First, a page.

DNA genealogy and linguistic can be compatible in the following: R1a spread Indo-European language(s)/dialects in Europe and from Europe before and after 6000 ybp, R1a1 brought IE languages to "Russia" from the West, R1a1 brought IE language to "India" (3500 ybp), to "Iran" (3500 ybp), to the Caucasus (4500 ybp), to Anatolia (around 4200-3600 ybp). Unlike R1a1, R1b1b2 spoke non-IE language(s) 6000 ybp and earlier, they spoke non-IE languages in Anatolia and in Asia Minor in general, they brought non-IE language to Iberia, and the Basque language is the present continuation of that R1b1b2 language, and R1b1b2 brought those non-IE languages to Europe and spread them across Europe and to the Isles between 4800 and 3200-3000 ybp, and in some regions much later. Around 3000 ybp R1b1 began use IE language, and it spread across Europe in the 1st millennium BC and the 1st millennium AD, thank to Roman Empire influence and vastness.
Anatole does see R-P312 spreading with the Bell Beaker folks so P312 was already widespread well before his view of the spread of the Celtic language. His view of Celtic fits more with Halstatt and La Tene era rather than Koch's recent proposals.

When you look at R1a's presence in places like France, R1a hardly shows up. See Ramos-Luis table of Hg frequencies:
http://tiny.cc/yozud
It's just hard to understand how so few R1a's linguistically converted so many R-L11's spread across Western Europe.

I don't think they did.  I also have a difficult time with R1b switching to IE in the 1st millenium BC or later.  Especially,  if non- IE P312 had already been established in Iberia for 2000 years.  Here are a few points that work against that model.

1) The Balaresque and Myres' studies do not show a consistent trail of R1b across the Med. leading up to P312 in Iberia.  Instead, the R1b "trail" moves across the center of Europe with all subclades present. The founder effect of L11+ starts somewhere in east or central Europe, not the Balkans, Iberia, or Italy.
2)  Most Basques are of the P312+ variety.  If they were descended from Bell-Beakers, I think we would see a more consistent stream of upstream R1b that also arrived there from points east along the Mediterranean and North Africa.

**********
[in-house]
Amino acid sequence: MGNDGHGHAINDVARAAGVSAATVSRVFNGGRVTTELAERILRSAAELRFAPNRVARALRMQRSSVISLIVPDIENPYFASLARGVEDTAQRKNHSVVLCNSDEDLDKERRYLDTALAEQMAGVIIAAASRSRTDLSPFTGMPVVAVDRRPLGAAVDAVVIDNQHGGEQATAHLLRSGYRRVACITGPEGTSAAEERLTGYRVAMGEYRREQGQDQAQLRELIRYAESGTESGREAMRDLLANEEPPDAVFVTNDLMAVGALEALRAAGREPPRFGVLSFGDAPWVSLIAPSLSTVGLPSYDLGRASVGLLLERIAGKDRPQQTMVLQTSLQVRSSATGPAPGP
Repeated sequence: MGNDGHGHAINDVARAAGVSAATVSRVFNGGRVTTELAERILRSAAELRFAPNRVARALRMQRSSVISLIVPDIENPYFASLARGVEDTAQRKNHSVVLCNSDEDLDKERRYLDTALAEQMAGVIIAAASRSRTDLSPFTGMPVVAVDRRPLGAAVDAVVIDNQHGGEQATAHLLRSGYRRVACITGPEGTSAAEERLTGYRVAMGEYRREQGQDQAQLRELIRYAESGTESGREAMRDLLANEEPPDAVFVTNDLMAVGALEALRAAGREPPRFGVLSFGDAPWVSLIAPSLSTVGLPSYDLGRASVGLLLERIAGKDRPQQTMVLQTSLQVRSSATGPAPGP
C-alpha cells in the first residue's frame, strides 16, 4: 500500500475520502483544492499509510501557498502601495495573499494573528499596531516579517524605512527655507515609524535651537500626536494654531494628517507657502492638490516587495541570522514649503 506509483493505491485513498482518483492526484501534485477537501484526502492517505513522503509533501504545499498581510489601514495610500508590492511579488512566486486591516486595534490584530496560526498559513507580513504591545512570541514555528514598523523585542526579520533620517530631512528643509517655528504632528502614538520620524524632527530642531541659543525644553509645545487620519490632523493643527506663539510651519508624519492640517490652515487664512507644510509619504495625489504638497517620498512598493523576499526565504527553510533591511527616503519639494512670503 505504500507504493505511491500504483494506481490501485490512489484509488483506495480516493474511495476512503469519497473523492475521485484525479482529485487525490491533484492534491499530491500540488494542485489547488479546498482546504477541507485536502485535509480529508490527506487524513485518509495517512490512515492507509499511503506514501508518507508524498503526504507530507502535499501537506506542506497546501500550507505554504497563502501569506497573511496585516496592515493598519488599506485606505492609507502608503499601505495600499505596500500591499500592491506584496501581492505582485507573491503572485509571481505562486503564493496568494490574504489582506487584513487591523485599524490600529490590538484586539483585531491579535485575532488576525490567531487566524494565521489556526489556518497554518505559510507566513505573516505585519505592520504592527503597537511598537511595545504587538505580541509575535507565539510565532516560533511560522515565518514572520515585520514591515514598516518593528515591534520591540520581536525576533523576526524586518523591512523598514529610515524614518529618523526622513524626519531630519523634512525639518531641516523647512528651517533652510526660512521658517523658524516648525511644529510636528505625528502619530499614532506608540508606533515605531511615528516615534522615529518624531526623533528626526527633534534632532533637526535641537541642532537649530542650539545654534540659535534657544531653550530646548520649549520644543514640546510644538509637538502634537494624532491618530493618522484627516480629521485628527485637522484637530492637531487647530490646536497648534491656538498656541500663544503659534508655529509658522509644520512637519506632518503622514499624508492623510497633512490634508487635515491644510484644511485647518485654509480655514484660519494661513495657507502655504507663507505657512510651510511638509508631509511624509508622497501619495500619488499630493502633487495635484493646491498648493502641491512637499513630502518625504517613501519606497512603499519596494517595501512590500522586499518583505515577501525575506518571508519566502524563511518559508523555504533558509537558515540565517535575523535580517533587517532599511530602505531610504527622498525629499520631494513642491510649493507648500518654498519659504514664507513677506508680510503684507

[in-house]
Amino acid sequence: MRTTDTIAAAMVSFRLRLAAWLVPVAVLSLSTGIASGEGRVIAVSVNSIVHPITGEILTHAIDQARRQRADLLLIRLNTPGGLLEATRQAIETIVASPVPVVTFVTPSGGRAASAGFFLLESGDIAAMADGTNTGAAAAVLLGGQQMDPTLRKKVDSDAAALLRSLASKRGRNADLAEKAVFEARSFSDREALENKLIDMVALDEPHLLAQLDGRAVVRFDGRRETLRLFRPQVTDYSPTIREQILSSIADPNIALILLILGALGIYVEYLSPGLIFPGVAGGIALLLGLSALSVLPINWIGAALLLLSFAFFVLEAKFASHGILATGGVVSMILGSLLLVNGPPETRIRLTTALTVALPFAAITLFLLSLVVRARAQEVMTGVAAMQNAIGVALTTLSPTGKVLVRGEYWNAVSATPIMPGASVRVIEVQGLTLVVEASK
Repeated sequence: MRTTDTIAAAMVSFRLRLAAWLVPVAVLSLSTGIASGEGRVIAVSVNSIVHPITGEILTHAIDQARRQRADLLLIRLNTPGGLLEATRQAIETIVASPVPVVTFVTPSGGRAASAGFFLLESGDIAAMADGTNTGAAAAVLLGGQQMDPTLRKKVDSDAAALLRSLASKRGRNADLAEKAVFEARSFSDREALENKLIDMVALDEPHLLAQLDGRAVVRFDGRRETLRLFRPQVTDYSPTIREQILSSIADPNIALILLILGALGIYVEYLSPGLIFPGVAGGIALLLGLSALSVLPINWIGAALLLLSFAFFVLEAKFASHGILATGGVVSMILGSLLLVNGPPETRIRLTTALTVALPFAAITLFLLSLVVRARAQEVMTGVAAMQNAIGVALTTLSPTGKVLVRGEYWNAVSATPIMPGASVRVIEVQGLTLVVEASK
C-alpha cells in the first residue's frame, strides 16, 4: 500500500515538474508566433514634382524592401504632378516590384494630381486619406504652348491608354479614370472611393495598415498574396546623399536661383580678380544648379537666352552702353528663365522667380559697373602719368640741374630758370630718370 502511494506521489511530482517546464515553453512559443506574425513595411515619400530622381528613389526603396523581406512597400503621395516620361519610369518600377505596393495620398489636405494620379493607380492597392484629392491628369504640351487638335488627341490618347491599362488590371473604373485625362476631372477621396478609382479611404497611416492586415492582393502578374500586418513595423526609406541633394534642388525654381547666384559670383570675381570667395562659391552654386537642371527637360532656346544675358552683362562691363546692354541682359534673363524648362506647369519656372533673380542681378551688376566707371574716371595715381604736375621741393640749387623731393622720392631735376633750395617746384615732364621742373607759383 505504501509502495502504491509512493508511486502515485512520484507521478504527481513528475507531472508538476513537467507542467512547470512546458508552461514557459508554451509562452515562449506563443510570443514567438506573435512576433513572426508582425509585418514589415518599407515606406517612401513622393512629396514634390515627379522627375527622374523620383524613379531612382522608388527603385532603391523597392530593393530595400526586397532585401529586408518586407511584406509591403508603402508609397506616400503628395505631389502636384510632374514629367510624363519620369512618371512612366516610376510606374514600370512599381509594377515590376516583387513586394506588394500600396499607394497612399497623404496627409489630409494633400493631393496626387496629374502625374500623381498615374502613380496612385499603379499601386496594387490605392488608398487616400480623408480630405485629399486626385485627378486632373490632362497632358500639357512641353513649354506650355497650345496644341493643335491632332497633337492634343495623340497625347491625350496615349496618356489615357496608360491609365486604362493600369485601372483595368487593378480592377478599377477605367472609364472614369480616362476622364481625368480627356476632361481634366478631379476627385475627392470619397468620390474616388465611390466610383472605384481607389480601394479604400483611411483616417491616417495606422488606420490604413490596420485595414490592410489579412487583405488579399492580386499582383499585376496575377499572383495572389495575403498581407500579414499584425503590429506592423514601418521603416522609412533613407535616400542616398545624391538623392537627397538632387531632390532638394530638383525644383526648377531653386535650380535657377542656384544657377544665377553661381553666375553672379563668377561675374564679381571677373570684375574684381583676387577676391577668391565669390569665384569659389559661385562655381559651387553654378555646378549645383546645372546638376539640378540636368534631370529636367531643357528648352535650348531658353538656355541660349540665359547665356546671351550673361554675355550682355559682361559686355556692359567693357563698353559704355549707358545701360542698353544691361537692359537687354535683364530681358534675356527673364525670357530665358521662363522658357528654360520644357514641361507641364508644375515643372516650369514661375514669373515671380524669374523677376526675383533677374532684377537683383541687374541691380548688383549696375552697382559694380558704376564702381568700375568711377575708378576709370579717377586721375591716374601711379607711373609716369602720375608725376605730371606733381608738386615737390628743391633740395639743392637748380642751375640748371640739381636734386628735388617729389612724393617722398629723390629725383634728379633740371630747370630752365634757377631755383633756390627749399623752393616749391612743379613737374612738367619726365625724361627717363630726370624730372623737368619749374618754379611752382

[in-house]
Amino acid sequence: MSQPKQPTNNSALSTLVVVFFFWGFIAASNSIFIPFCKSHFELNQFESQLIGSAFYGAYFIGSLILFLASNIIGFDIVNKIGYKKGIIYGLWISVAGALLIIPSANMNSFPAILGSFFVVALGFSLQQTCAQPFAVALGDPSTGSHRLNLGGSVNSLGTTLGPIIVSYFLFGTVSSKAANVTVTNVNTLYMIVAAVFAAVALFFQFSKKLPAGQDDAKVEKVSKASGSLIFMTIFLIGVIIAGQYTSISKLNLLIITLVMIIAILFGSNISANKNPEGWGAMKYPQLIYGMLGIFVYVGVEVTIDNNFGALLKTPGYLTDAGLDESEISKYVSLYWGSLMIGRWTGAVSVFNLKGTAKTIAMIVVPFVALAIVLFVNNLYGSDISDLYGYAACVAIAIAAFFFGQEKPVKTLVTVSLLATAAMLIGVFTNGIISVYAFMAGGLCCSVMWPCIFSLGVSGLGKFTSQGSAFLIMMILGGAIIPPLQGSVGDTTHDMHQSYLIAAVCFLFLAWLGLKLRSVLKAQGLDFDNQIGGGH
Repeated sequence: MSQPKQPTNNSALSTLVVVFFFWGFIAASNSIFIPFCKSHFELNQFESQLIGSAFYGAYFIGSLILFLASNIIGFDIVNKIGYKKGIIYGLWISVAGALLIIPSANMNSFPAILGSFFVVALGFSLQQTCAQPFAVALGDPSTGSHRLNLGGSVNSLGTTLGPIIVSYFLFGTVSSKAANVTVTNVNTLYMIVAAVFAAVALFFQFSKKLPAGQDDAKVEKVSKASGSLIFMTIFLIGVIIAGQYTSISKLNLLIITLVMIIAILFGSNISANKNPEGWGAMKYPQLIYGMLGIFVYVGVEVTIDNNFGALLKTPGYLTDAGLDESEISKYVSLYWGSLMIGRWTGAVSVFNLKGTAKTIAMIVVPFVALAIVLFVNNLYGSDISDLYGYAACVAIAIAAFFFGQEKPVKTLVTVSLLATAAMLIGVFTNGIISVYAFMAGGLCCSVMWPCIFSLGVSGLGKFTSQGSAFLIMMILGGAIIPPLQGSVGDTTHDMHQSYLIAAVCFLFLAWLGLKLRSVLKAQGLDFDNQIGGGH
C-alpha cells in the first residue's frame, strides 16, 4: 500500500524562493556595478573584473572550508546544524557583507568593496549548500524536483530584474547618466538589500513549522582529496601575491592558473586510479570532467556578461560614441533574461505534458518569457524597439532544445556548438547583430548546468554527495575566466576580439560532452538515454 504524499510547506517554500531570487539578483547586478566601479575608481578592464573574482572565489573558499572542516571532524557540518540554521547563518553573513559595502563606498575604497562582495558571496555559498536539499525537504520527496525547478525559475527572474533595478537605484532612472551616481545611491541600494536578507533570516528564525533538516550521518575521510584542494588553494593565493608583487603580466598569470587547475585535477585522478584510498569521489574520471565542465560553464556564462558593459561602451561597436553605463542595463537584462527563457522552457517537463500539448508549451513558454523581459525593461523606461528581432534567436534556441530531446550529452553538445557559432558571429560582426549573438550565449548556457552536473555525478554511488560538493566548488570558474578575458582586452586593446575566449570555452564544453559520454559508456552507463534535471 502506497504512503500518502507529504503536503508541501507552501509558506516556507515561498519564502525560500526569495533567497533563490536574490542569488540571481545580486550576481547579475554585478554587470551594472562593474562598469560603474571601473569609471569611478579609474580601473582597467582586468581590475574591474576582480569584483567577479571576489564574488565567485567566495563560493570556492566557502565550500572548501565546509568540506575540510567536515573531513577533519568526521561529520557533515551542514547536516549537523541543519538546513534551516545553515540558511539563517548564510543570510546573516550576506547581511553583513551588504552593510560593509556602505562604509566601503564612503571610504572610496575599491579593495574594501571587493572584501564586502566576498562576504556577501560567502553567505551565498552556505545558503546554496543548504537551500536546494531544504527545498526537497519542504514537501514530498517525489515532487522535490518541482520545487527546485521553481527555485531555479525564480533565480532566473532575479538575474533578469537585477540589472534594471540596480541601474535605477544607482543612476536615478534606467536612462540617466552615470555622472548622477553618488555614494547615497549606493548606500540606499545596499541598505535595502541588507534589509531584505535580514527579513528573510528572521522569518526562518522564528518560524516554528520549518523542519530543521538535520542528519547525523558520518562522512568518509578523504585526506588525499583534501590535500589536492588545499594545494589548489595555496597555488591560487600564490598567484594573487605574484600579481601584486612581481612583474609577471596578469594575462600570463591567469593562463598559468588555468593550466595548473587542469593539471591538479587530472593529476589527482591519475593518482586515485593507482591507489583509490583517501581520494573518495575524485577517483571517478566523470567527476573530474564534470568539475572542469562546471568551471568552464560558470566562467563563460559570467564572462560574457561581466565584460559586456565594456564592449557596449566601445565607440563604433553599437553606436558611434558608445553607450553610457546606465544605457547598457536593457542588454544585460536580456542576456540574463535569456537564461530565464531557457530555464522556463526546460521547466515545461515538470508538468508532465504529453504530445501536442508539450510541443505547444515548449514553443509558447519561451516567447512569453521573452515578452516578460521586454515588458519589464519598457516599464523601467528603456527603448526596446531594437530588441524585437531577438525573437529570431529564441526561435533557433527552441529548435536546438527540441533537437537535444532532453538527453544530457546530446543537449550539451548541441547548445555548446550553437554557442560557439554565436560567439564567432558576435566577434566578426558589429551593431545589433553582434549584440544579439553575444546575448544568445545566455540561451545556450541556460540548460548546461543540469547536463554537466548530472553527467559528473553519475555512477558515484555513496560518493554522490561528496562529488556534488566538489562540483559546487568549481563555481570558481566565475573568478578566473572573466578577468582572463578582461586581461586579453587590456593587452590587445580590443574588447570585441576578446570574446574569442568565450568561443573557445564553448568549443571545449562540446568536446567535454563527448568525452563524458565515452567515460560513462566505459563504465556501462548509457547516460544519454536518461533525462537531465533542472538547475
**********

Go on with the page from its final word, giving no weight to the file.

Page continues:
3) The dental characteristics of the Iberian and Czech Bell-beaker peoples suggest native populations.  They could have been I2, E, G2a3, etc. for all we know.  The Bell Beakers of France, Switzerland, and Hungary suggested intrusive populations.  This is much more in line with the Myres' study.
4) P312 variance is higher in France than Iberia last time I looked.

Mike
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« Reply #29 on: December 06, 2010, 09:59:30 AM »

... When you look at R1a's presence in places like France, R1a hardly shows up. See Ramos-Luis table of Hg frequencies:
http://tiny.cc/yozud
It's just hard to understand how so few R1a's linguistically converted so many R-L11's spread across Western Europe.

I don't think they did.  I also have a difficult time with R1b switching to IE in the 1st millenium BC or later.  Especially,  if non- IE P312 had already been established in Iberia for 2000 years.  Here are a few points that work against that model.

1) The Balaresque and Myres' studies do not show a consistent trail of R1b across the Med. leading up to P312 in Iberia.  Instead, the R1b "trail" moves across the center of Europe with all subclades present. The founder effect of L11+ starts somewhere in east or central Europe, not the Balkans, Iberia, or Italy.
.....
4) P312 variance is higher in France than Iberia last time I looked.
I think the same thing when I look at the genetic data even though it is a nice archaeological fit to place P312 coming out of Iberia with known Bell Beakers maritime routes and say all is solved.

I think to your point 4 (higher variance in France) we can add U152's apparent origin outside of Iberia and U152 is as old as P312. I think we can also add that SRY2627 has a probably upstream clade, L176.2, and it is does NOT appear to be from Iberia.
I'm going to look at variance between Iberia and Western Continental Europe in a couple of different formats to see if anything is conclusive.
« Last Edit: December 06, 2010, 10:01:06 AM by Mikewww » Logged

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« Reply #30 on: December 07, 2010, 03:48:01 PM »

In Julian Richards book 'Blood of the Vikings' he states that language is learned from  mother to child he shows an example of  a headstone of a person with a Gealige 1st name and a Scandinavian 2nd name (something like Fiaca Olafson).
He also said that women mved and spread genes more than men who stayed  in place to inherit land. JeanM disagreed with this (or  maybe I've got this out of context)   
If this is true Y-dna would have very little to do with the spread of language.